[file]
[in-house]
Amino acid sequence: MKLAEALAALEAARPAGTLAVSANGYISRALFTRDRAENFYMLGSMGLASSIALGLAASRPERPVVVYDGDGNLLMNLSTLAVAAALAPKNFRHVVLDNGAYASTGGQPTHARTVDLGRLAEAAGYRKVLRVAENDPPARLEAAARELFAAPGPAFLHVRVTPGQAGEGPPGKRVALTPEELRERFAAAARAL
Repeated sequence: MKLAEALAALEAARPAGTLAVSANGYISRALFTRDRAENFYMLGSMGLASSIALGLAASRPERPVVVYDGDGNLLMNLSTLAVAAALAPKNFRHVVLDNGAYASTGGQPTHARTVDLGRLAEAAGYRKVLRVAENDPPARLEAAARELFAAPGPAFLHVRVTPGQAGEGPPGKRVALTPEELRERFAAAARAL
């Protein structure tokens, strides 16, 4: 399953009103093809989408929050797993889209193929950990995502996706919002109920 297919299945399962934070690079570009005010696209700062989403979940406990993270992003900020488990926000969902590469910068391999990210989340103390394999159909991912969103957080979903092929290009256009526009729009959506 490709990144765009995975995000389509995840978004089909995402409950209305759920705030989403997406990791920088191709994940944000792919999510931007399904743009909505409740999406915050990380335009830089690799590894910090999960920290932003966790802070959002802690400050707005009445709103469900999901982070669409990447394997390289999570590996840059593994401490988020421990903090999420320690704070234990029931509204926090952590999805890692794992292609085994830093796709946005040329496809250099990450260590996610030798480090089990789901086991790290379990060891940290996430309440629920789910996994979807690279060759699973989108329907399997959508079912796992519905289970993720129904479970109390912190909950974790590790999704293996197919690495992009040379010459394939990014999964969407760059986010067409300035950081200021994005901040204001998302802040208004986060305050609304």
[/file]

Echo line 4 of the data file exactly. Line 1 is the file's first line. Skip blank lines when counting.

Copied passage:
């Protein structure tokens, strides 16, 4: 399953009103093809989408929050797993889209193929950990995502996706919002109920 297919299945399962934070690079570009005010696209700062989403979940406990993270992003900020488990926000969902590469910068391999990210989340103390394999159909991912969103957080979903092929290009256009526009729009959506 490709990144765009995975995000389509995840978004089909995402409950209305759920705030989403997406990791920088191709994940944000792919999510931007399904743009909505409740999406915050990380335009830089690799590894910090999960920290932003966790802070959002802690400050707005009445709103469900999901982070669409990447394997390289999570590996840059593994401490988020421990903090999420320690704070234990029931509204926090952590999805890692794992292609085994830093796709946005040329496809250099990450260590996610030798480090089990789901086991790290379990060891940290996430309440629920789910996994979807690279060759699973989108329907399997959508079912796992519905289970993720129904479970109390912190909950974790590790999704293996197919690495992009040379010459394939990014999964969407760059986010067409300035950081200021994005901040204001998302802040208004986060305050609304």